September 28, 2007

Seeking the Face of the Lord

Despite challenges, Blessed Teresa kept her life focused on Jesus

I can hardly believe that it has been 10 years since Mother Teresa—Blessed Teresa of Calcutta—went home to God. It was one of the special graces of my life that I had the opportunity to spend time with her while I was the bishop of Memphis.

Mother Teresa made one feel comfortable in her presence. We don’t hear it said very often, but she had a wry sense of humor in the midst of her care for the poorest of the poor.

Despite her life given to deal with the ugliness of our social ills, Mother kept her heart and mind focused on Jesus, and she did so with a cheerful disposition. Mother Teresa’s cheerfulness continues as one of the characteristics of the Missionaries of Charity today.

I was particularly impressed by the way Mother could maintain her composure and focus during two press conferences at which I was present.

Most of the folks from the media were friendly and positive. Mother Teresa never for a moment thought their attention was about her. Rather, in her mind, it was about Christ and the poor. And for those who, in fact, were hostile in their demeanor and by the questions they asked, she was unperturbed and kind in her responses.

Blessed Teresa was most often confronted with questions about her unswerving concern for issues of respect for human life, especially abortion. Some of her critics could not accept her forthright support for human life issues.

As for her care for the very poorest of the poor, those abandoned by most folks of our society, she was inevitably cajoled with questions about why she was not more politically involved in solving the problems of society at their root, not just caring for individual poor and uncared for people.

Often enough, she responded that if she had not picked up the first dying man in the gutter she wasn’t sure her mission would have evolved. She was committed to what she and her Missionary sisters could do with their “hands-on” care of the down and out.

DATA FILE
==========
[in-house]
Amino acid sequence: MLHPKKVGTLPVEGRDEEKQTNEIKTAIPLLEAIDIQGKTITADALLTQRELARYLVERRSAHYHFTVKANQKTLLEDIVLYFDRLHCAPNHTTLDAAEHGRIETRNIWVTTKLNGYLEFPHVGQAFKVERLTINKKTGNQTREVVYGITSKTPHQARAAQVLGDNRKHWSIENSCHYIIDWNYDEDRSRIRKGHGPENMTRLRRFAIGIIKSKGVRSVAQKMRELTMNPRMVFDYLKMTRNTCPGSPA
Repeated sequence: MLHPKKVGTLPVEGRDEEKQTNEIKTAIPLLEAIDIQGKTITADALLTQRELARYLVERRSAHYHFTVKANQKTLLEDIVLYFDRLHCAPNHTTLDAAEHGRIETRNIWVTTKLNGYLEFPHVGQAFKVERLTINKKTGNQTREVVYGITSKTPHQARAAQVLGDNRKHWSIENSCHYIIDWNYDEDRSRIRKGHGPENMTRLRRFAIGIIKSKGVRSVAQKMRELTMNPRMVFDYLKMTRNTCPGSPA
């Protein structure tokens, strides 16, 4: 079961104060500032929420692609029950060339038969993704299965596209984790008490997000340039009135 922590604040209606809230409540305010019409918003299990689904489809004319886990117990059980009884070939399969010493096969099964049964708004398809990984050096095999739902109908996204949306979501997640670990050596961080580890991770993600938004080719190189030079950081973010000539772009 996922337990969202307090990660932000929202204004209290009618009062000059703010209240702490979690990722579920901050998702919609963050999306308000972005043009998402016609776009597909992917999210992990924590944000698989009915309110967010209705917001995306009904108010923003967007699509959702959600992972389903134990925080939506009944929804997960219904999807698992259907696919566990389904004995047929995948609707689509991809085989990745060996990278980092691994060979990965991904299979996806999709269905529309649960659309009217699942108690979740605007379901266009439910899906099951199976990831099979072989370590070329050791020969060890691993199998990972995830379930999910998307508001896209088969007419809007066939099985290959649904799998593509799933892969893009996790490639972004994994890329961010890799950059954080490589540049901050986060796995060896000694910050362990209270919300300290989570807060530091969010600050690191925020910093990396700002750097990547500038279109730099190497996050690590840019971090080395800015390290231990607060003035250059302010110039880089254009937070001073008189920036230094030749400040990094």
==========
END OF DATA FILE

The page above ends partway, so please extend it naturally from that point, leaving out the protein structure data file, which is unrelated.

On the other hand, she had nothing but praise and words of support for those who could take up the cause of society’s need for social reform. She kept her composure and was steady in her focus on Jesus, whom she saw especially in the individual, the suffering and the dying person by person.

Blessed Teresa was criticized during her lifetime. And she continues to be criticized now. As we know, in the process for her canonization all of her writings, including her private correspondence, are reviewed as is always the case in the Church’s canonical process.

The postulator of her Cause for canonization published some of her writings and some confidential letters she had written to her personal spiritual director. Some of this correspondence indicated occasional fears that God seemed to have abandoned her. On occasion, she even wondered about God’s existence.

If one is familiar with the lives of some of our greatest canonized saints, we know that the phenomenon of “the dark night of the soul” is not uncommon in the face of the inevitable struggles of life. It is telling to read the Gospel account of the prayer of the suffering of Jesus on the cross: “My God, my God, why have you forsaken me?” (Mk 15:34; Mt 27:46).

I would like to believe that in our secular culture the critics in the media, who are want to say that Mother Teresa was living a hypocritical life because she did not show her inner turmoil in public, simply don’t understand. The spiritual reality of the inevitable testing of one’s faith—even for holy people—is part of becoming sanctified. Yet, I admit that I wonder about the motives of some of her critics.

The fact is that Mother Teresa would not be deterred by the critics. She may have suffered doubts at times, but she kept her focus on Jesus and his needs in the poor.

Blessed Teresa is, above all, a model of patient humility. The last time we were together, as she was boarding the airplane, she pulled me aside and said, “Bishop, when you place the drop of water in the wine at the offertory of the Mass, will you pray that I will be dissolved in Christ?”

She kept her heart and mind focused on Jesus to the end. Her enduring message is a call to love Christ, whom we meet in every human person, especially the poorest of the poor.

She taught us that in order to live that call, it must be supported by patient perseverance, which is made possible by prayer before the tabernacle and in the celebration of the Eucharist. We would do well to pray to be “dissolved in Christ.” †

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